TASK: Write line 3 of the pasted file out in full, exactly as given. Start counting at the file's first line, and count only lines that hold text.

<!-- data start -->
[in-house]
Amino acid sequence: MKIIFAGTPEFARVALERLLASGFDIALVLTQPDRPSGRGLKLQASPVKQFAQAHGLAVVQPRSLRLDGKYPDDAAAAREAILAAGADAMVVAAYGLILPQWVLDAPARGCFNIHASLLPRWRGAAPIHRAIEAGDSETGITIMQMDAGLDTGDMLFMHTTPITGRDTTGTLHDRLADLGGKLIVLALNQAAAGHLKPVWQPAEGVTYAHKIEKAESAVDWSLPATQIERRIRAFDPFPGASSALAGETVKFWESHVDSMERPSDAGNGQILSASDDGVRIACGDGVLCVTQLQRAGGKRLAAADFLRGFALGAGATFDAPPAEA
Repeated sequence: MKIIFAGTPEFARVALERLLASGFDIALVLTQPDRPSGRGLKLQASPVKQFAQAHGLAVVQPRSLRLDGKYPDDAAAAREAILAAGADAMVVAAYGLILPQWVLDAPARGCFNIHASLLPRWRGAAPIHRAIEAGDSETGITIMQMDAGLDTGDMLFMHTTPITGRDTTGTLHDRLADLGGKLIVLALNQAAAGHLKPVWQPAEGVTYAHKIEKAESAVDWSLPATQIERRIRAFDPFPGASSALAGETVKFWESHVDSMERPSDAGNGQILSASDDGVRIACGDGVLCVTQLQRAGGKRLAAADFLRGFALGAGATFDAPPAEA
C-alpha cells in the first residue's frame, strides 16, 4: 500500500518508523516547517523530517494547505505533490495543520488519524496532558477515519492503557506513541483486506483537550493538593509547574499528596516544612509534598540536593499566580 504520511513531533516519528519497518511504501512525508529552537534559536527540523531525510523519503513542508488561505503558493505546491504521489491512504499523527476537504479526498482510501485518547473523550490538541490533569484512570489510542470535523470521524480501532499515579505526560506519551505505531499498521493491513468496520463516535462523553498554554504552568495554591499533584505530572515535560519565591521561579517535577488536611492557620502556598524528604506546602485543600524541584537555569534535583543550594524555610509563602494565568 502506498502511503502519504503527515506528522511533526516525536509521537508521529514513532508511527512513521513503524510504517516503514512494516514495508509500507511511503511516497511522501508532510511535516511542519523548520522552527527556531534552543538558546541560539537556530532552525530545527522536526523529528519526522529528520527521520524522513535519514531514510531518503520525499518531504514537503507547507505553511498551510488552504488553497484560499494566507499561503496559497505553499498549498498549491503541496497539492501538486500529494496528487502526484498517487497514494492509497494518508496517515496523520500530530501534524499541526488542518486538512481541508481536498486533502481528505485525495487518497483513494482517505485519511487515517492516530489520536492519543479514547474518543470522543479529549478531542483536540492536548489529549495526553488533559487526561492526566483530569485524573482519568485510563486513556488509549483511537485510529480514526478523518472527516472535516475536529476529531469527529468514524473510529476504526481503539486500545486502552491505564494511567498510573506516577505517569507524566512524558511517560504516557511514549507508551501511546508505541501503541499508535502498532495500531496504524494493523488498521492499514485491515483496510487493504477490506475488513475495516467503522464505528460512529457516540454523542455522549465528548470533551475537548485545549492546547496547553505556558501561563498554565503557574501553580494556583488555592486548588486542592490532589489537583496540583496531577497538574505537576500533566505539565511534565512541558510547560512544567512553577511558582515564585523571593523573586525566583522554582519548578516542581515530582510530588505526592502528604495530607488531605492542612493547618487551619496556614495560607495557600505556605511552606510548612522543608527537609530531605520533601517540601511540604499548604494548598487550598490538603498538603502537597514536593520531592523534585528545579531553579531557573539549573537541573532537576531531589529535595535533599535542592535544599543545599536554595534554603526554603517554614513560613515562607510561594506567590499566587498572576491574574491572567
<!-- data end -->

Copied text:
Repeated sequence: MKIIFAGTPEFARVALERLLASGFDIALVLTQPDRPSGRGLKLQASPVKQFAQAHGLAVVQPRSLRLDGKYPDDAAAAREAILAAGADAMVVAAYGLILPQWVLDAPARGCFNIHASLLPRWRGAAPIHRAIEAGDSETGITIMQMDAGLDTGDMLFMHTTPITGRDTTGTLHDRLADLGGKLIVLALNQAAAGHLKPVWQPAEGVTYAHKIEKAESAVDWSLPATQIERRIRAFDPFPGASSALAGETVKFWESHVDSMERPSDAGNGQILSASDDGVRIACGDGVLCVTQLQRAGGKRLAAADFLRGFALGAGATFDAPPAEA